Over the last two days I have learnt more about RDA than I thought I would for years – and all without even leaving my desk. Online training is a wonderful thing! Free online training without any annoying webinar software that crashes every five minutes is even better…
The format was simple, you sign up to the JISCmail list, you look at their examples online, sign up for free RDA toolkit access (if your institution doesn’t already have it) and then do your examples in advance. Then over the forum days you gradually submit your records and study the differences and discuss.
It was the most entirely free training I have ever done, thanks to the free RDA access, no travel costs and other free online videos etc from organisations like Library of Congress on RDA. I will say that it took most of my time and attention to keep up with it (although there was a long lunch break which was very helpful) and I was also trying to manage volunteers and users at the same time. I think next time I might be tempted to follow it in a separate office somewhere, if I can manage to access my email elsewhere…
I was hugely relieved to discover that my attempts at RDA weren’t very different to other people’s and I didn’t seem to be missing anything too fundamental. I was also calmed by comments that, when squashed into a MARC based LMS, RDA was not going to (initially at least) be so very drastically different from AACR2. Or, it didn’t have to be, if we didn’t want it to be.
I’m not sure how soon RDA will impact my work in my current role. We certainly can’t afford a yearly subscription to the toolkit, although I can access a paper copy at another library as an alternative. We don’t download records so I don’t have to worry about changes at the British Library creating inconsistencies, but I do want to keep us as up to date as I can, and offer users the best catalogue that I can. I also would love to see our records uploaded to COPAC one day, so I would need to be consistent with their systems.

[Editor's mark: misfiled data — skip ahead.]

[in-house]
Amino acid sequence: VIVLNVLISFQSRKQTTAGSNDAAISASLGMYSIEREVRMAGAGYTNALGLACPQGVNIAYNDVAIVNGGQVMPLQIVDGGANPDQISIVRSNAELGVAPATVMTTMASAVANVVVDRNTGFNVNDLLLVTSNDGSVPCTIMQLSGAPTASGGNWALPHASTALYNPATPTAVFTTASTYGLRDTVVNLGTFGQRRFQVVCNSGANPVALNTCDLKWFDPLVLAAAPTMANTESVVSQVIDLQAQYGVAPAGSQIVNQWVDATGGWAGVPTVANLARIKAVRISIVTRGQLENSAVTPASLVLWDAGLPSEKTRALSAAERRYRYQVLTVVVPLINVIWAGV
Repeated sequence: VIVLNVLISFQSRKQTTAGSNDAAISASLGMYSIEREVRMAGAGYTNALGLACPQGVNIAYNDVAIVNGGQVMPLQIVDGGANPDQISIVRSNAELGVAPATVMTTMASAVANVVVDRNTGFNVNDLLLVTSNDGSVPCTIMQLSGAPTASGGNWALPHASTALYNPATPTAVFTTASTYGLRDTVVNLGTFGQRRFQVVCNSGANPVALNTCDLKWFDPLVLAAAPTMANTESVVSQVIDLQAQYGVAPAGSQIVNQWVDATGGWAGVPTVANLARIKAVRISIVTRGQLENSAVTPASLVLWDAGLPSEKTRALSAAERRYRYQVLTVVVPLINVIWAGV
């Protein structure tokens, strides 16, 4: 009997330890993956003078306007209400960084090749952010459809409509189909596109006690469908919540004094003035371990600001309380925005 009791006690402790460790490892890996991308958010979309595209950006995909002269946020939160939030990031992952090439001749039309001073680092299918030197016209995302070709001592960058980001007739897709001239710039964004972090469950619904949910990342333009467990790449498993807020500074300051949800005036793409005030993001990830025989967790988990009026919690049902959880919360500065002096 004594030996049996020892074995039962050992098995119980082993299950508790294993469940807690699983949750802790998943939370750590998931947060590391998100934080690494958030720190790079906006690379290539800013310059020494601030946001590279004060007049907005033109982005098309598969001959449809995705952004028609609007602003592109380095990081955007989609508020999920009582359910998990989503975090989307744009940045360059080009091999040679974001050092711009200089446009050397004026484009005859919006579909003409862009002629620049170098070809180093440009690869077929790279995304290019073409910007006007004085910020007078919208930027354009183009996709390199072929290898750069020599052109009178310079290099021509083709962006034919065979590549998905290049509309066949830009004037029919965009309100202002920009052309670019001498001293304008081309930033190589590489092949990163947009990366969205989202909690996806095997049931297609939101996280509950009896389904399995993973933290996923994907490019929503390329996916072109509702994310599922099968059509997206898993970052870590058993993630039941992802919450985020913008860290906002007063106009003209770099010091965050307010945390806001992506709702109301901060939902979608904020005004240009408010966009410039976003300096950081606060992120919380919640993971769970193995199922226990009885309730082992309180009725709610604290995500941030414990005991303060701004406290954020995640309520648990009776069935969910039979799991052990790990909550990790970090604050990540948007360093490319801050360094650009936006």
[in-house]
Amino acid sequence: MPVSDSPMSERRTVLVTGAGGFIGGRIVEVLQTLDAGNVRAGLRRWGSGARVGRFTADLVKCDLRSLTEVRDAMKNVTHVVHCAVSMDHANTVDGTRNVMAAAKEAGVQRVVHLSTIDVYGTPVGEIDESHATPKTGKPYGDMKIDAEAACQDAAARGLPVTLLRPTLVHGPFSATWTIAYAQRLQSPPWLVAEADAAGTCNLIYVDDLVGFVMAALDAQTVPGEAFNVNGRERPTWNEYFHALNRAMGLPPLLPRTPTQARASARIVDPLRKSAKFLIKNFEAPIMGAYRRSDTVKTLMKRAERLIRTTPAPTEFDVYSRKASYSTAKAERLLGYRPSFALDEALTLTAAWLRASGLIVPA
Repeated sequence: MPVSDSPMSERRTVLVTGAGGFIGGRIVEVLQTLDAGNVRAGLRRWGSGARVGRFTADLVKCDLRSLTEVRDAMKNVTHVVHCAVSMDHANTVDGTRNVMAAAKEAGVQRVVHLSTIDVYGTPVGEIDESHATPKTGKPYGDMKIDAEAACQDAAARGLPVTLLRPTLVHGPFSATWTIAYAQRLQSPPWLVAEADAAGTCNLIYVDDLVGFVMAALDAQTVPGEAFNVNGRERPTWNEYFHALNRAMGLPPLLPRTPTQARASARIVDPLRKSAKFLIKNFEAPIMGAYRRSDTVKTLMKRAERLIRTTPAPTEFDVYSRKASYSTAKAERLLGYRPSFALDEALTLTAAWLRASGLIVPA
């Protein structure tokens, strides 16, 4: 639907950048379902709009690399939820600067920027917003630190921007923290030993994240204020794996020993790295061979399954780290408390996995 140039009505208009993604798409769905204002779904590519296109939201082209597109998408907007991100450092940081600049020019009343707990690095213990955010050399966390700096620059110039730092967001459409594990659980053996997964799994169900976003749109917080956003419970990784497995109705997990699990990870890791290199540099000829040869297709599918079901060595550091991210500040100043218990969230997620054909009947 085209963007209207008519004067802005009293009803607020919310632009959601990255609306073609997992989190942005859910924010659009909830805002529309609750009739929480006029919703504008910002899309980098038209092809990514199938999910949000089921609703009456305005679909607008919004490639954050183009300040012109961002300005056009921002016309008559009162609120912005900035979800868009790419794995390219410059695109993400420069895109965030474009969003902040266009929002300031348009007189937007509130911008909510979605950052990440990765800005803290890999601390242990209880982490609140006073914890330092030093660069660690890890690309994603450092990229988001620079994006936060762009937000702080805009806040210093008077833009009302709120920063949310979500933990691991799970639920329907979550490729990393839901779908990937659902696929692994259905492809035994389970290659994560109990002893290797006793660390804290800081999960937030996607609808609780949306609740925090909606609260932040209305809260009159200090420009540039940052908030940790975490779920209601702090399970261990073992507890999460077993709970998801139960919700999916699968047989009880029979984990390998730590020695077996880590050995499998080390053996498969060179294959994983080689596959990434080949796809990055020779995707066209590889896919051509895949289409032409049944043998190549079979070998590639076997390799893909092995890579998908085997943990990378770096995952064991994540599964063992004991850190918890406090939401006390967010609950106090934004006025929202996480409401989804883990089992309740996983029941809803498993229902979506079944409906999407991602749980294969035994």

Some aspects of RDA really appeal to me, and some (such as losing the rule of three and not abbreviating words like “volume”) fit with our existing in-house rules which is not only easy but also comforting that we had the right idea there!
Other bits seem very difficult, especially when combined with MARC and LMS limitations. I would need to have a long hard look at conferences especially, and I’m not confident with creators/contributors yet either.
Finally some changes just don’t seem like a good idea! I can’t accept that changing the structure of ISBNs in the catalogue to include spaces, hyphens or text is a good idea. It would be a huge conflict with all the existing records and simply not computer friendly. I don’t think I’ll be making that change personally. But then, I’m creating a system which is neither AACR2 or RDA. Is that going to be an even larger problem? Although we had alternative practices from DCRM(B) and in-house rules already so it wouldn’t actually make much difference there.
The training goes on. Thanks to the Forum I have a further 30 days access to RDA to help me decide, and there is talk of regional discussion groups who will create records together and discuss the changes and ambiguities. I do hope there is one here “oop North”!